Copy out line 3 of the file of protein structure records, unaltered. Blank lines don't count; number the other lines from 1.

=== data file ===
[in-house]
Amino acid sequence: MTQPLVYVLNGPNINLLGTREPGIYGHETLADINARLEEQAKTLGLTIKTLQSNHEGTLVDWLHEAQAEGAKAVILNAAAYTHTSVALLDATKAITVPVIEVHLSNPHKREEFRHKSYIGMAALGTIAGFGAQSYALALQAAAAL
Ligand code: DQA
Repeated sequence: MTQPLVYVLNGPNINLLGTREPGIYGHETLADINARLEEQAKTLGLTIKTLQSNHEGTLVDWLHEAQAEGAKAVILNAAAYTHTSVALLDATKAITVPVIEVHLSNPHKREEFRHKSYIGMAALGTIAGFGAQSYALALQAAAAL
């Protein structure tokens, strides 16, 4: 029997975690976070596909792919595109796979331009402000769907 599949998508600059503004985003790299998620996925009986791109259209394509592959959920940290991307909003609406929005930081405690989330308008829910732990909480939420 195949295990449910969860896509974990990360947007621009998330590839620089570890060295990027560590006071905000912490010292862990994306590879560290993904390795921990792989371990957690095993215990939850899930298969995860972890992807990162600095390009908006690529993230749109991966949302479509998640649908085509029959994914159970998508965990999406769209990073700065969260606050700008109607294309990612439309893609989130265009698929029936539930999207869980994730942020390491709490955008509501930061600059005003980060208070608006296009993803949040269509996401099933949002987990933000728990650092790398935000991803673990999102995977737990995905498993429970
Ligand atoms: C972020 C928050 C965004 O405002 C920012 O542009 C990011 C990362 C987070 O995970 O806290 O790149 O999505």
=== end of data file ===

Ligand code: DQA